Attorney General Jeff Sessions announced Tuesday that the Trump administration would end the Deferred Action for Childhood Arrivals (DACA) program, leaving the lives of 800,000 young immigrants who are permitted to live, work, and go to school in the United States under DACA hanging in balance.

The future of the DACA program has been shrouded in uncertainty since the election of Donald Trump, who as a candidate pledged to end the program he characterized as an example of Obama-era federal overreach. As president, Trump’s position has been more difficult to decipher; when asked about his decision on DACA just four days ago, Trump responded “We love the Dreamers, we love everybody.”

Under pressure from attorneys general from ten states who threatened to sue if he didn’t make good on his campaign promise, Trump has decided to phase out DACA with a six month delay, giving Congress a time window to either come up with a more permanent solution or put DACA recipients at risk of deportation.

So what’s next for DACA recipients as their fates lie in the hands of a Congress that has failed to pass any major immigration legislation over the past 30 years?

The Denver-based Meyer Law Office, which represents immigrants in the area and specializes in removal defense, has released information regarding steps DACA recipients can take to protect their status and defend their legal rights, answering questions they may have about work permits, renewal applications, and how to handle interactions with local law enforcement.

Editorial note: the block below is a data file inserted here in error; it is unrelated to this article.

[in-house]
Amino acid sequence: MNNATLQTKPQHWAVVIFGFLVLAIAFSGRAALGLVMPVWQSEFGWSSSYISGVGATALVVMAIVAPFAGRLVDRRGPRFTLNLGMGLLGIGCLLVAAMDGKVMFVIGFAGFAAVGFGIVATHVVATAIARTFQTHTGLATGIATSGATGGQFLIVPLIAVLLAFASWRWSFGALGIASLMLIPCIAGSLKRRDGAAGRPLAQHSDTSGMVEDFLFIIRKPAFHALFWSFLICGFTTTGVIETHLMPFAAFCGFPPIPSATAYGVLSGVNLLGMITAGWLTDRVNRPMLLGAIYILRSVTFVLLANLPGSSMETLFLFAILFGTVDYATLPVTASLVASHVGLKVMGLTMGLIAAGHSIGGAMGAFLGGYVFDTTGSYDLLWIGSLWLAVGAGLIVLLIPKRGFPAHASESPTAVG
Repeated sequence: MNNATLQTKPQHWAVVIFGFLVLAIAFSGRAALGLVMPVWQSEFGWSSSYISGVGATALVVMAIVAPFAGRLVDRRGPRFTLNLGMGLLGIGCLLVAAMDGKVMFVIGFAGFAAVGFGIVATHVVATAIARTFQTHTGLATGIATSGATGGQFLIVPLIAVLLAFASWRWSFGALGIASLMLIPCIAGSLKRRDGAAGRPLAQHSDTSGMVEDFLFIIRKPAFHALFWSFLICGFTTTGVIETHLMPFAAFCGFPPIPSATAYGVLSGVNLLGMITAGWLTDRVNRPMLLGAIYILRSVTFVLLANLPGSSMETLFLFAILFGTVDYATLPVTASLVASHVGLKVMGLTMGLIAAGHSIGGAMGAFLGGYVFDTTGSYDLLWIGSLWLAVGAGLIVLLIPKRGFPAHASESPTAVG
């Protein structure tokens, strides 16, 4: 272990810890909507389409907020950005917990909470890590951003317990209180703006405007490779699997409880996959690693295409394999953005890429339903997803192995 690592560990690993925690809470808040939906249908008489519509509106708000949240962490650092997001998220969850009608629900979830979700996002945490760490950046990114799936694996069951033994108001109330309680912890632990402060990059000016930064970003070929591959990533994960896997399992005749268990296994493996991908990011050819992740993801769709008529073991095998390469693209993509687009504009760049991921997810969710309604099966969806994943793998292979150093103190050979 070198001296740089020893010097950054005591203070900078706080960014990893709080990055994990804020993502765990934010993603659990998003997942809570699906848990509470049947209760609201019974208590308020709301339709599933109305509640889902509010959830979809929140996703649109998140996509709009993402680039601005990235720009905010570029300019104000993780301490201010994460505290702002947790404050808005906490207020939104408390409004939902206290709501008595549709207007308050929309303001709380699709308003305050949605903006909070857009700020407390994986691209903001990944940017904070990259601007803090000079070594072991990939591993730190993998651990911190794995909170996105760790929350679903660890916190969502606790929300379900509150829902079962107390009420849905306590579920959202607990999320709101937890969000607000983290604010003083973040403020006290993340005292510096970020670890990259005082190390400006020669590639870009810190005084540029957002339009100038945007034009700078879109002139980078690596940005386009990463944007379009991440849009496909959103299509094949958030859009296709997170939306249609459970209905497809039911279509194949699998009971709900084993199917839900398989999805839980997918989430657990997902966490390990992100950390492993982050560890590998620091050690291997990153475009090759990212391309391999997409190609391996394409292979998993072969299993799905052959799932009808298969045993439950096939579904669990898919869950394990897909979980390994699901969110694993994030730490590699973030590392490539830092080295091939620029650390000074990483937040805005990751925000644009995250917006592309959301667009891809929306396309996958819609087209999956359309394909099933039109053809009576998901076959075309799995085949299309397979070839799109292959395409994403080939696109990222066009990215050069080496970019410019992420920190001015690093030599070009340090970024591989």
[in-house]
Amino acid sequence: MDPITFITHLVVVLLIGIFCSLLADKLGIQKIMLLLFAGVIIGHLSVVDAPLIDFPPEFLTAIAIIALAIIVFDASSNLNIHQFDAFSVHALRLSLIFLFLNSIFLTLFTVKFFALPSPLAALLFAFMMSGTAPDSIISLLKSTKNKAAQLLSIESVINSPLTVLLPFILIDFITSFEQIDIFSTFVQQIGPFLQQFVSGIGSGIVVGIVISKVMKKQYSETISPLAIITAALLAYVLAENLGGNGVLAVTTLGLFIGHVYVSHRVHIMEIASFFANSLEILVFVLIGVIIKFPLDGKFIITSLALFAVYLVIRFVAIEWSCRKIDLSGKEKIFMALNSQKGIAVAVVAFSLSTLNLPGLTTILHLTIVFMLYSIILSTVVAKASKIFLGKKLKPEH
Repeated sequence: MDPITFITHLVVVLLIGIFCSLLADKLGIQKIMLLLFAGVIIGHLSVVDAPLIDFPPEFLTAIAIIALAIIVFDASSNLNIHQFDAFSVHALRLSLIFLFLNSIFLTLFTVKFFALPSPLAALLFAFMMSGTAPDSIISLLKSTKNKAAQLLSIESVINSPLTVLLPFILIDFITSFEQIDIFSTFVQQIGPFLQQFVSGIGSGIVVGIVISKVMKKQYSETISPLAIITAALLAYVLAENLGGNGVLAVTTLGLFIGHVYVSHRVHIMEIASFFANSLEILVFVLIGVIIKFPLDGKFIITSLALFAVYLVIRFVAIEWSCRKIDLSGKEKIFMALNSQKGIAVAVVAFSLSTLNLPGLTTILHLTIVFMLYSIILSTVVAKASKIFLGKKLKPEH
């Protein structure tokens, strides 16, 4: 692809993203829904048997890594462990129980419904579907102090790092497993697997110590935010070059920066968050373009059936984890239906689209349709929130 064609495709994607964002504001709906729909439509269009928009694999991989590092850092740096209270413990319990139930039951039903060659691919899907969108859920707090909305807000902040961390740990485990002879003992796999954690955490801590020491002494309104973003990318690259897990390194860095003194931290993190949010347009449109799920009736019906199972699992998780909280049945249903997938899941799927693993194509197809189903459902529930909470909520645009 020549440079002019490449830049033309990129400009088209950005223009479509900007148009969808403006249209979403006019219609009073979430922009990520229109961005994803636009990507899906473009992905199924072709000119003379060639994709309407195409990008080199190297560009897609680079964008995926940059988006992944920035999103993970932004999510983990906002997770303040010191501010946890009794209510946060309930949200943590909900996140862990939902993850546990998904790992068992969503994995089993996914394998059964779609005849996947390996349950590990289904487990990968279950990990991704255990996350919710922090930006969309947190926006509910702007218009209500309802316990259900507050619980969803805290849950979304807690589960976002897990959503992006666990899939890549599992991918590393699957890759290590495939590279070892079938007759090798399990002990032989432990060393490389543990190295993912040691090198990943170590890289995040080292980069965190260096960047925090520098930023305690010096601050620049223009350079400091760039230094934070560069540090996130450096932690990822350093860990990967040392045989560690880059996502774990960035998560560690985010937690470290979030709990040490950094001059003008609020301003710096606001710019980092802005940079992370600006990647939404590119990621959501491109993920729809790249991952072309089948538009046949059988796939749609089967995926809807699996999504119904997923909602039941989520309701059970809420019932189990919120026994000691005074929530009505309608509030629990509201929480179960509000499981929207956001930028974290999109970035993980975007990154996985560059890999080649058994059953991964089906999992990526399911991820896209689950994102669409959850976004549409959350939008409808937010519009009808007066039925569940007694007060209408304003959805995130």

Principal attorney Hans Meyer said in a statement that “even as Trump gives ICE machinery the green light to terminate the DACA program and deport Dreamers without regard, we can and will defend ourselves.” Meyer also committed to offering “Know Your Rights Post-DACA” workshops, and providing Colorado-specific fact sheets for impacted populations and activists moving forward.

He added that “many DACA recipients may qualify for additional options under existing immigration law,” and that they’d offer consultations to help individuals determine the best path forward.

Meyer emphasized that DACA renewal applications must be submitted before October 5 of this year.

Read on for important information compiled by the Meyer Law Office on how DACA recipients can best protect themselves and their families.